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Low Cut Connie gathers its Tough Cookies tribe in emotional hometown show at the Fillmore

Low Cut Connie built a virtual audience during the pandemic. The Philly band was back on stage in person in Fishtown.

Low Cut Connie’s Adam Weiner kicks while performing at the Fillmore Philadelphia in Phila., Pa. on Oct. 14, 2021.
Low Cut Connie’s Adam Weiner kicks while performing at the Fillmore Philadelphia in Phila., Pa. on Oct. 14, 2021.Read moreELIZABETH ROBERTSON / Staff Photographer

Most music acts that put on live streaming performances during the concert shutdown used technology as a temporary placeholder , a highly-compromised means of maintaining a connection with fans until real live interaction became possible again.

For Adam Weiner of Low Cut Connie, it was much more than that. The piano-pounding showman, with his trusty compadre Will Donnelly on guitar, threw himself into twice-a-week Tough Cookies virtual blowouts from his house in South Philly.

The inspirational, sweat-soaked performance-art variety show scoffed at the notion that a mere computer screen could divide the charismatic rock and soul man from the people that needed him like never before. The New Yorker named him Pandemic Person of the Year, and the global Tough Cookies tribe grew by leaps and bounds.

On Thursday at the Fillmore, the time to again gather in person in Low Cut Connie’s hometown finally arrived. “We were supposed to do this show last year,” said Weiner, whose songwriting flourished on Private Lives, the LCC double LP that was released early in 2020. “And then I thought it would never happen.”

Weiner recalled that when the Fishtown venue was being built back in 2015, Low Cut Connie was at a low ebb. “The band was falling apart,” but vowed to keep going and fill the room some day.

On Thursday night he did, playing before a mostly masked, generational diverse, general admission crowd that needed to show proof of vaccination or a negative COVID-19 test to enter a room more than twice the size of Union Transfer, which Low Cut Connie headlined pre-pandemic.

Repeatedly professing his love in profane terms for Philly fans he described as “tough, but also sweet,” Weiner boiled down the emotional evening: “All that matters is we’re gathered here safely tonight.”

A revamped eight-piece band that Donnelly — who the bandleader referred to as “Hot Buns Willy” — plus able support from backup singers Kia Warren and Liza Colby (whose band Susu opened the show), guitar player and violinist Abigail Dempsey, and a three-man rhythm section.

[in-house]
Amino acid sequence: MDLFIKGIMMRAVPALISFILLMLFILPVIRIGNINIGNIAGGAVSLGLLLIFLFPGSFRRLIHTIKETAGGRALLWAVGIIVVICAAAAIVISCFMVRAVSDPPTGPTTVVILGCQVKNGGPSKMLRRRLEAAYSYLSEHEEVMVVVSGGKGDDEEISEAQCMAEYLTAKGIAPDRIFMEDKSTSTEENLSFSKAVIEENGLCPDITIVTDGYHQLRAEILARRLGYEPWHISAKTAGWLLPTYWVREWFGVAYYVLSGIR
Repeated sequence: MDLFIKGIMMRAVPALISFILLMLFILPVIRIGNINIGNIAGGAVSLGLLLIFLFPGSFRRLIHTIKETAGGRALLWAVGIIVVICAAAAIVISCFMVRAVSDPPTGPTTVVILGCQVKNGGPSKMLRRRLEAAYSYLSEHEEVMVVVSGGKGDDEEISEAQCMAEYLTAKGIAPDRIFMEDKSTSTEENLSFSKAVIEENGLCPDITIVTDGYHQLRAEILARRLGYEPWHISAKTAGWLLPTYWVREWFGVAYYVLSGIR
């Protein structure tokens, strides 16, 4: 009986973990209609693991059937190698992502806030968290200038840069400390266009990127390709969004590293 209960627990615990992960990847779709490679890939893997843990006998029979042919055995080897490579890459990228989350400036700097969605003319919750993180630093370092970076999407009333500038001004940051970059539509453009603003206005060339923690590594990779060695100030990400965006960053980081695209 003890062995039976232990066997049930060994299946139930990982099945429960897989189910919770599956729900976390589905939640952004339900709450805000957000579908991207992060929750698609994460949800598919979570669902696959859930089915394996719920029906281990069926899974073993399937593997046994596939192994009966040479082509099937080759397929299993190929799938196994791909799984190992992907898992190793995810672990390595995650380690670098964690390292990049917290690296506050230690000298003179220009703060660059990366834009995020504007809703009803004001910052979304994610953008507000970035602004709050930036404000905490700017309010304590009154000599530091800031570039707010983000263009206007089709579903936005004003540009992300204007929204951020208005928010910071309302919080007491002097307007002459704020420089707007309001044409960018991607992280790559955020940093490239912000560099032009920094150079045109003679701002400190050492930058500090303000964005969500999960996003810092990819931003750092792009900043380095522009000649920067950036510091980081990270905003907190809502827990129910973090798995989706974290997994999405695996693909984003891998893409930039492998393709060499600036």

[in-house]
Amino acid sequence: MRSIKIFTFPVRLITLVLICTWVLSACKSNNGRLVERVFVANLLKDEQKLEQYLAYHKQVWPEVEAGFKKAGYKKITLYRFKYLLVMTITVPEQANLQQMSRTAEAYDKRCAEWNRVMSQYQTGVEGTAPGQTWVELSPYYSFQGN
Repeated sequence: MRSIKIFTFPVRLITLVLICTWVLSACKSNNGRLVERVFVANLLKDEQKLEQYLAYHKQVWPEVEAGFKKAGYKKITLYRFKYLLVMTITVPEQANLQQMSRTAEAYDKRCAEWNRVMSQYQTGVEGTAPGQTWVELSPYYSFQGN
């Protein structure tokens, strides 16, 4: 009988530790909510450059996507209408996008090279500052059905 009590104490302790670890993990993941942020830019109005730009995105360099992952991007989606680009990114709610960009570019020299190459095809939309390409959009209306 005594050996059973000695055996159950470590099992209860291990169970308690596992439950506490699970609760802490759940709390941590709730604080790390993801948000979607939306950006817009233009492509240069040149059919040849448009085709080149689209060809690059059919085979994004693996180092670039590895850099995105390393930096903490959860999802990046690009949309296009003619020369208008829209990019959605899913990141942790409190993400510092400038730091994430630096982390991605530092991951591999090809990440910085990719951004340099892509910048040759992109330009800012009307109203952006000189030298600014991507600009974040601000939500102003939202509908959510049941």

The two-hour show had intimate Tough Cookies moments. After closing the set with the rollicking drag queen tribute “Shake It Little Tina,” which Weiner dedicated to “my hero” Tina Turner, and the snarling “Oh Suzanne,” the singer came back out in a red robe with his head wrapped in a towel in an homage to James Brown. “We covered 650 songs while wearing this robe,” he said. “Can you smell it?”

Stripping down to his sleeveless undershirt but not all the way to his skivvies, Weiner skillfully weaved from songs from rock, pop, and R&B history in with his own increasingly impressive compositions. The rousing gospel of Private Lives’ “Help Me” was perfectly paired with a Philly soul cover of the Spinners’ “I’ll Be Around,” with Warren and Colby lifting the band to a new level vocally.

Along with his own forlorn “Hollywood” and tender “Stay As Long As You Like,” Weiner played “Father Figure” by George Michael, whom he called “a genius,” on solo piano. An “It’s Only Rock ‘n Roll (But I Like It)” for Charlie Watts was suitably raucous, and the most undeniable mash-up was the LCC’s “All These Kids Are Just Way Too High” segueing into Junior Walker’s “Shotgun,” Swamp Dogg’s “Total Destruction To Your Mind” and T. Rex’s “Bang A Gong (Get It On).”

Eagles traffic kept me from witnessing Susu’s opening set. I did arrive in time, however, for Catbite, the Philly band fronted by Brittany Luna that draw inspiration from late 1970s punk and New Wave and in particular British ska bands on the Two Tone label.

The band that celebrated its Nice One album release at the much smaller PhilaMOCA in August were completely at home on the Fillmore stage, from the opening “Call Your Bluff” to the kinetic “Creepin,” which could have been mistaken for a Specials outtake. Also of note: a predilection for political engagement, demonstrated with a cover of the Clash’s “White Riot.”